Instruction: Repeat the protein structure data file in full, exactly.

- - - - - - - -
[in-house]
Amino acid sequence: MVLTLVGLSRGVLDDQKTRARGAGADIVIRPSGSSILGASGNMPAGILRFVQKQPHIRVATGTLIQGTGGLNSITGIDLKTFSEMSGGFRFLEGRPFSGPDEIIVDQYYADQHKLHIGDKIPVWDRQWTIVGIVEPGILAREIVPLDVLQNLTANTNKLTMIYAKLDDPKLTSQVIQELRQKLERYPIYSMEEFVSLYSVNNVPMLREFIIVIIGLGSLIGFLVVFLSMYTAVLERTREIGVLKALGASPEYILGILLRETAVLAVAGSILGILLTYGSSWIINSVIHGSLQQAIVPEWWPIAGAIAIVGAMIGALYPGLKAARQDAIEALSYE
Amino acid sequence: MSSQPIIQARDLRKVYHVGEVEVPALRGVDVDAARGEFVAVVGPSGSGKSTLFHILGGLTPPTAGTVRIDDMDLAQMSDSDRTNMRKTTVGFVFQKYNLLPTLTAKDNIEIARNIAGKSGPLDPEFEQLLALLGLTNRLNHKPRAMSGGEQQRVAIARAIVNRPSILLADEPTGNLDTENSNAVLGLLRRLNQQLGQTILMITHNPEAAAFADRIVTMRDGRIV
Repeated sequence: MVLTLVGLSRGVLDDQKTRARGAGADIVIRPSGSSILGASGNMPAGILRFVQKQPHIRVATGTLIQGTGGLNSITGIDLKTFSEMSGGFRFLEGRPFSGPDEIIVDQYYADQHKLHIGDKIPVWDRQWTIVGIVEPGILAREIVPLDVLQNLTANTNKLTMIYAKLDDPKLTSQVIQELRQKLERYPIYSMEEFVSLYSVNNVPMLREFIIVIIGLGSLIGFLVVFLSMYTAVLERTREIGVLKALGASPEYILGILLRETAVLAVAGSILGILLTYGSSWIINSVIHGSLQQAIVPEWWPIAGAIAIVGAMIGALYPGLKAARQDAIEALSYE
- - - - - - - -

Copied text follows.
[in-house]
Amino acid sequence: MVLTLVGLSRGVLDDQKTRARGAGADIVIRPSGSSILGASGNMPAGILRFVQKQPHIRVATGTLIQGTGGLNSITGIDLKTFSEMSGGFRFLEGRPFSGPDEIIVDQYYADQHKLHIGDKIPVWDRQWTIVGIVEPGILAREIVPLDVLQNLTANTNKLTMIYAKLDDPKLTSQVIQELRQKLERYPIYSMEEFVSLYSVNNVPMLREFIIVIIGLGSLIGFLVVFLSMYTAVLERTREIGVLKALGASPEYILGILLRETAVLAVAGSILGILLTYGSSWIINSVIHGSLQQAIVPEWWPIAGAIAIVGAMIGALYPGLKAARQDAIEALSYE
Amino acid sequence: MSSQPIIQARDLRKVYHVGEVEVPALRGVDVDAARGEFVAVVGPSGSGKSTLFHILGGLTPPTAGTVRIDDMDLAQMSDSDRTNMRKTTVGFVFQKYNLLPTLTAKDNIEIARNIAGKSGPLDPEFEQLLALLGLTNRLNHKPRAMSGGEQQRVAIARAIVNRPSILLADEPTGNLDTENSNAVLGLLRRLNQQLGQTILMITHNPEAAAFADRIVTMRDGRIV
Repeated sequence: MVLTLVGLSRGVLDDQKTRARGAGADIVIRPSGSSILGASGNMPAGILRFVQKQPHIRVATGTLIQGTGGLNSITGIDLKTFSEMSGGFRFLEGRPFSGPDEIIVDQYYADQHKLHIGDKIPVWDRQWTIVGIVEPGILAREIVPLDVLQNLTANTNKLTMIYAKLDDPKLTSQVIQELRQKLERYPIYSMEEFVSLYSVNNVPMLREFIIVIIGLGSLIGFLVVFLSMYTAVLERTREIGVLKALGASPEYILGILLRETAVLAVAGSILGILLTYGSSWIINSVIHGSLQQAIVPEWWPIAGAIAIVGAMIGALYPGLKAARQDAIEALSYE